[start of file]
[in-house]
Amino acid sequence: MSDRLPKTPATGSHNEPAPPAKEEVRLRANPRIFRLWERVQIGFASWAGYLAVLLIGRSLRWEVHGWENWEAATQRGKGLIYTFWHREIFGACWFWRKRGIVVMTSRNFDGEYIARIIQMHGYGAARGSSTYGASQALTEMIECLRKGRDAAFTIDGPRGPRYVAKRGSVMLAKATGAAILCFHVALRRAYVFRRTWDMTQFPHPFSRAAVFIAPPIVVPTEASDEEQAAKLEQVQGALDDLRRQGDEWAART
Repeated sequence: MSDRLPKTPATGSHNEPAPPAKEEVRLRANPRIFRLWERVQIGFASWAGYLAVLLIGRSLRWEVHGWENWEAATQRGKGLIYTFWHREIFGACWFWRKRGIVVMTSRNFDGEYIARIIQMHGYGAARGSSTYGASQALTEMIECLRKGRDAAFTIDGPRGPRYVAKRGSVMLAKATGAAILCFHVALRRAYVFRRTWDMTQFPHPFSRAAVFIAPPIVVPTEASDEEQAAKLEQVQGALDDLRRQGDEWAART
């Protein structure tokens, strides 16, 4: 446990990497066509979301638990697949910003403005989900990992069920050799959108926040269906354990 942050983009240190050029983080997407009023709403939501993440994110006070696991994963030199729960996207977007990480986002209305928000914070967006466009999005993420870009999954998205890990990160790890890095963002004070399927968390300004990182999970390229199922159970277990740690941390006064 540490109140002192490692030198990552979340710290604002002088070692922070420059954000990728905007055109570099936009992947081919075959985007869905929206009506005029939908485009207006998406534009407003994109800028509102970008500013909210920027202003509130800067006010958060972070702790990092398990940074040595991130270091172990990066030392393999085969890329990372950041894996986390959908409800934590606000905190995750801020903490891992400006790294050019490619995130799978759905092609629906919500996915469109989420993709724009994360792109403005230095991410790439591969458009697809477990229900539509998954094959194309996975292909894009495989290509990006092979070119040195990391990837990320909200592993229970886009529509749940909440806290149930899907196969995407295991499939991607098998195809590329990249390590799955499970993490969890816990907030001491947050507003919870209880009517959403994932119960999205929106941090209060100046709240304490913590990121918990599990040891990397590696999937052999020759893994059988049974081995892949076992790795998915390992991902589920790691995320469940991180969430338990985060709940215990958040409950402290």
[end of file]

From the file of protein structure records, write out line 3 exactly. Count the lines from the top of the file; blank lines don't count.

Repeated sequence: MSDRLPKTPATGSHNEPAPPAKEEVRLRANPRIFRLWERVQIGFASWAGYLAVLLIGRSLRWEVHGWENWEAATQRGKGLIYTFWHREIFGACWFWRKRGIVVMTSRNFDGEYIARIIQMHGYGAARGSSTYGASQALTEMIECLRKGRDAAFTIDGPRGPRYVAKRGSVMLAKATGAAILCFHVALRRAYVFRRTWDMTQFPHPFSRAAVFIAPPIVVPTEASDEEQAAKLEQVQGALDDLRRQGDEWAART